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Criminal defense lawyer explains exactly how Mueller can use Trump’s tweets to nail him for obstruction

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News broke on Thursday that special counsel Robert Mueller might use some of President Donald Trump’s past tweets to prove his intent to obstruct the investigation into Russian interference in the 2016 presidential election.

As defense attorney Ken White writes on Twitter, Mueller and his team aren’t trying to make Trump’s tweets a crime, per se — rather, they might use them to piece together a mosaic, combined with other evidence, to determine the true motivations behind the president’s actions.

“A thing that is not a crime can be EVIDENCE of a crime,” writes White. “This is particularly true when it comes to a potential defendant’s mental state — what they knew and when they knew it, what they intended, and so forth.”

White then goes into the Rules of Evidence to give examples of how Mueller might use Trump’s tweets to establish intent.

“Take, for instance, FRE 404(b), which recognizes that uncharged bad behavior may be relevant to show things like intent, knowledge, motive, etc,” he writes. “Take, for instance, civil rights violations. I prosecuted some skinhead tweakers for menacing a multi-racial family to drive them from the neighborhood. Their skinhead dipsh*ttery was irrelevant to show ‘these are assh*les,’ but relevant to show their intent in attacking.”

Bringing it back to the president, White explains that Trump’s tweets attacking the Mueller probe, along with his attacks on key figures in the investigation such as former FBI Director James Comey, could really come back to burn the president when used as evidence against him.

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“In the case of the President of the United States, it’s perfectly plausible that his tweets could be evidence of (1) what he knew and when, and (2) what he intended when he did other things off of Twitter,” he writes. “It doesn’t mean the tweets themselves are a crime.”

Read the whole thread below.

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Trump betting he can win re-election by spinning new conspiracy theories to explain investigations: report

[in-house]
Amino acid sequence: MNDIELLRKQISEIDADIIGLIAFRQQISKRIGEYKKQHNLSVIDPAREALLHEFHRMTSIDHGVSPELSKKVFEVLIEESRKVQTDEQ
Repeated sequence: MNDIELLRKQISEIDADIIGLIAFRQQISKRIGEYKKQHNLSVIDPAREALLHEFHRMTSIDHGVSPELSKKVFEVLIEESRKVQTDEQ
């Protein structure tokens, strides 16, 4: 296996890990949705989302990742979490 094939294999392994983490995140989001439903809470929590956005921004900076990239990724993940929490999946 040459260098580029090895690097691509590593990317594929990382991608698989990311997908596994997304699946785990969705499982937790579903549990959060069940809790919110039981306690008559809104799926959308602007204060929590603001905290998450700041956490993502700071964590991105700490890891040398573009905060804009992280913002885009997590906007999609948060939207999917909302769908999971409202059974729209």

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Special counsel Robert Mueller's probe into President Donald Trump's association with Russian efforts to undermine the 2016 presidential election may be over. But that does not mean the president is free from oversight.

According to Politico, Trump is still facing 15 civil and criminal probes by at least nine federal, state, and municipal agencies on everything from obstruction of justice to campaign finance violations to using his office to enrich his family and businesses. But president is not bothered by these investigations — or at least, he believes that he can use them to his political advantage.

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Meet the mysterious conservative lawyer who keeps turning up in the Russia probes

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A prominent conservative lawyer keeps showing up in dramas central to the Trump administration and its battles with Congress—and it turns out he has intimate knowledge of Felix Sater’s intelligence work for the U.S. government while he was working with Trump.

The Moscow-born Sater is the financial criminal and violent felon who worked closely with Trump for years while simultaneously serving as a long-term informant for the FBI and other national security agencies.

In 2015 and into mid-2016, Sater pushed for the development of a Trump Tower in Moscow with his old friend Michael Cohen, Trump’s longtime fixer, while trying to enlist support from the Russian government for Trump’s campaign.

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House Democrats have a new list of ‘star witnesses’ who are beyond Trump’s reach: report

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According to a report from Politico, House leaders have developed a new plan to get what are called "star witnesses" to appear in public hearings who are outside of Donald Trump's ability to block them from speaking by asserting executive privilege.

With former Oval Office employees avoiding or ignoring subpoenas as the White House runs interference for them, investigators are eyeing people who were close to Donald Trump's 2016 campaign -- but were not government employees.

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